Maybe second time is the charm? Google Fiber announced plans to expand into Arizona, eight years after it abandoned plans to buildout the state’s capital city of Phoenix.
In a blog, Google Fiber’s West Region General Manager Ashley Church said the company is looking to launch its service in Mesa, a city located within the Phoenix metro area. Its plan is dependent on the city council’s approval of a license agreement which will allow Google Fiber to access municipal rights of way along public highways to build its infrastructure. The proposal calls for an initial five-year license term with a renewal option.
If the deal is approved at the Council’s upcoming July 11 meeting, Church said Google Fiber will “kick off the engineering and operations effort right away and begin construction in Mesa early next year.”
The council will also vote on a five-year license agreement for open access fiber infrastructure provider SiFi Networks at the same meeting. Rather than paying a license fee like Google Fiber, SiFi Network’s proposed contract states it would provide certain “in-kind” services to the city, including access to up to 670 demand points across the network and discounted broadband to as many as 33,000 income-eligible households.
This isn’t the first time Google Fiber has set its sights on Arizona. Back in 2014, it announced plans to bring its gigabit service to Phoenix and the metro-area cities of Tempe and Scottsdale. While it was able to secure license agreements with all three municipalities, it hit a hurdle when Cox Communications filed a lawsuit in 2015 claiming Tempe had created a new license category that unfairly advantaged Google Fiber. The company ultimately halted its expansion plans for Phoenix and several other cities in October 2016 in order to focus on growing its existing markets.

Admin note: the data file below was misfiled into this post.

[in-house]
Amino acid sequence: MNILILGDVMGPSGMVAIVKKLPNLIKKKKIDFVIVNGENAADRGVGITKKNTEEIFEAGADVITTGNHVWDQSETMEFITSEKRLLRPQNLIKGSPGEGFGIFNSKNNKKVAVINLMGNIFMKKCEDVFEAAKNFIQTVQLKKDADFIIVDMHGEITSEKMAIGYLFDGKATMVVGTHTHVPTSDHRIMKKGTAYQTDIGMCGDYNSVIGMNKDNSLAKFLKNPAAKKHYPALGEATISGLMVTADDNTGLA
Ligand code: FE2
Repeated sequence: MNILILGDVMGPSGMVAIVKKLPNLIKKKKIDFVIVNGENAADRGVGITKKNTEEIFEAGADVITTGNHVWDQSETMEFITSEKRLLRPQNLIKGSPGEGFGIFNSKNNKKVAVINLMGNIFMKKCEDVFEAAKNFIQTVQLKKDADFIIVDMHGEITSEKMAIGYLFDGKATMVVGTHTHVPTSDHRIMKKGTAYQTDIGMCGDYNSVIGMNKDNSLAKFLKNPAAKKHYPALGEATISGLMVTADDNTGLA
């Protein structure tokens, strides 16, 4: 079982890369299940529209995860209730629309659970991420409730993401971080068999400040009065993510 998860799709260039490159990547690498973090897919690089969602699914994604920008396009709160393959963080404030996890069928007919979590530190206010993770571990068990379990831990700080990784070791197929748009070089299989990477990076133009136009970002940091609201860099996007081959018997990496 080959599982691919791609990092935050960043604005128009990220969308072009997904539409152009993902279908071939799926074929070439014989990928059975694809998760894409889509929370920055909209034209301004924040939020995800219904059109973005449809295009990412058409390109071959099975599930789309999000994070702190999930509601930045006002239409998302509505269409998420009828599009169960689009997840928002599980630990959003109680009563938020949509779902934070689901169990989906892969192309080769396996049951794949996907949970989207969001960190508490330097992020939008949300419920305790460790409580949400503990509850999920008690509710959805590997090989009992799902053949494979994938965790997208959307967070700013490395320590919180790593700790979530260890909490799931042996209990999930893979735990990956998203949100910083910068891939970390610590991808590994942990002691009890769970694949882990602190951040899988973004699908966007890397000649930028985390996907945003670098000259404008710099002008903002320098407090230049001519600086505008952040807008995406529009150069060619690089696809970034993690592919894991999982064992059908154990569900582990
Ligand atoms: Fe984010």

If Google Fiber does actually make it into Mesa, it will be competing against incumbents Cox and Lumen’s CenturyLink brand.
According to public documents, the city council’s vote comes after it put out a request for information from fiber providers in January. After receiving responses from seven providers including Google Fiber, the city said it moved to adopt new policies designed to make fiber deployments there easier. Among other things, it approved construction standards allowing for micro-trenching in the city’s rights of way.
Micro-trenching refers to the practice of digging narrow and shallow trenches in which to lay fiber cabling. Both Google Fiber and SiFi Networks have proposed using micro-trenching for construction of their networks. Google Fiber in particular has talked up micro-trenching in the past as technique which allows it to move faster and cause less disruption to local residents. However, the method has not always worked in its favor.
Google Fiber built out a new network in Louisville, Kentucky in 2017. But just two years later, the company announced it was shutting down its infrastructure there. At the time, Google explained it had tried to use shallower trenches in Louisville than elsewhere, with Gizmodo reporting it attempted construction at a depth of two inches rather than the usual six to 12 inches. It also used epoxy to fill the trenches rather than asphalt. Ultimately, this left the city with exposed cables and Google Fiber decided to shut down its network rather than rebuild it.
A report from the Mesa City Council notes micro-trenches there will require 6 inches of cover on residential streets and 10 inches of cover on main roads.